Hence, in view of the above, challenge raised by the defendant 1 was completely untenable and the plaintiff was clearly the exclusive owner of the suit property.

In the present matter, Court noted that the defendants admitted the existence of the Relinquishment Deed and Conveyance Deed executed in favour of the plaintiff and expressed that,

Merely raising the bogey of a life interest does not detract from the admissions made, thus acknowledging the exclusive title of the plaintiff to the suit property.

Shared Household

Defendant 1 raised the plea that the suit premises constituted her shared household.

The significant point to be noted was that the plaintiff herself did not dispute the fact that the suit premises formed the shared household, hence no other evidence or proof was required to establish the said fact.

High Court opined that in light of the decision of the Supreme Court in Satish Chander Ahuja v. Sneha Ahuja, (2021) 1 SCC 414 the mere fact that premises take on the nature of shared household would not per se be a complete defence to a suit for possession filed by the owner of the property, being the in-laws of the defendant/aggrieved person, nor is such a suit barred.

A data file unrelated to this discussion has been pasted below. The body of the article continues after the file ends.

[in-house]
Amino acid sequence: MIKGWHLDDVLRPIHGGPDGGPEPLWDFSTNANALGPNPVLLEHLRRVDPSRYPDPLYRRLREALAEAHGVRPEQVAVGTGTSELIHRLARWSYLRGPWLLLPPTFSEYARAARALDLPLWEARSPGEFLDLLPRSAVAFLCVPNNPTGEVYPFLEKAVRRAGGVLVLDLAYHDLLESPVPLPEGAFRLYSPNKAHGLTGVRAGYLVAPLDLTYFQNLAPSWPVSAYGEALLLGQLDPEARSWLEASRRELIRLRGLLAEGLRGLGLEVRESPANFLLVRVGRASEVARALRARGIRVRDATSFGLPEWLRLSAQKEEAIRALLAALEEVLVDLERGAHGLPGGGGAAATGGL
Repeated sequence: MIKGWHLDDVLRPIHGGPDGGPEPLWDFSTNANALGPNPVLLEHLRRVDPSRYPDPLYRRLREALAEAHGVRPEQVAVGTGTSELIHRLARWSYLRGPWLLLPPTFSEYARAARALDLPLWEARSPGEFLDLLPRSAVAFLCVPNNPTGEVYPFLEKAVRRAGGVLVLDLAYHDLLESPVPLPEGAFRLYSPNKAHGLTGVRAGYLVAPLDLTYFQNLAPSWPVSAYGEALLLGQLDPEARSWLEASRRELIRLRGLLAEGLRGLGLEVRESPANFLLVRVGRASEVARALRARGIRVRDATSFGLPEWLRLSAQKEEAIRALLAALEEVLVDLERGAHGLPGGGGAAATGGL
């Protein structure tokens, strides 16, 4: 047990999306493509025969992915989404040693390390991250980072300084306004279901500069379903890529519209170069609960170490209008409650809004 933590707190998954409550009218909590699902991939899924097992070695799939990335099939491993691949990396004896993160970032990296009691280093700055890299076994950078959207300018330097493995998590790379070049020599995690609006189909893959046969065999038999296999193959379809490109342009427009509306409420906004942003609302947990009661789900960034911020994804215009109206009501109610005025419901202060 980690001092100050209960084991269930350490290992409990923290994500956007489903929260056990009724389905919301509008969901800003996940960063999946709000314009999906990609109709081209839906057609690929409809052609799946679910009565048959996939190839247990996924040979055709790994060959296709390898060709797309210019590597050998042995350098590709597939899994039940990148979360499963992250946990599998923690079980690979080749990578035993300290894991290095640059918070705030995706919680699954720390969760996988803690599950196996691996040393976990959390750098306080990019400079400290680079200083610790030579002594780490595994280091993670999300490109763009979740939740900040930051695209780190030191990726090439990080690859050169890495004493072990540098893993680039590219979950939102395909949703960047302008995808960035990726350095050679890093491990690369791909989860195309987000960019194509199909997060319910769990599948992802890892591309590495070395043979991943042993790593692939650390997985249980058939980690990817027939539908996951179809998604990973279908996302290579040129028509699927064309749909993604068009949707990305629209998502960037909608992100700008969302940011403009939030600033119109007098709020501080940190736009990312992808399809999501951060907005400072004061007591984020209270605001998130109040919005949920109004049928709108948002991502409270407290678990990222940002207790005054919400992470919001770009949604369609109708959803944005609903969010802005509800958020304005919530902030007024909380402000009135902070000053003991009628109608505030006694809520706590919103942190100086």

The protection under the DV Act assuring the residence of the aggrieved person in the shared household does not vest any proprietary or indefeasible right on the aggrieved person. It is also subject to eviction being initiated in accordance with law.

Right of residence allowed to aggrieved person does not extend to her insisting on the right of residence in a particular premises.

Section 19 of the DV Act provides for an alternate accommodation being given to the aggrieved person of the same level in certain circumstances.

 “…even where a residence is clearly a shared household, it does not bar the owner, the plaintiff herein, from claiming eviction against her daughter-in-law, if the circumstances call for it.”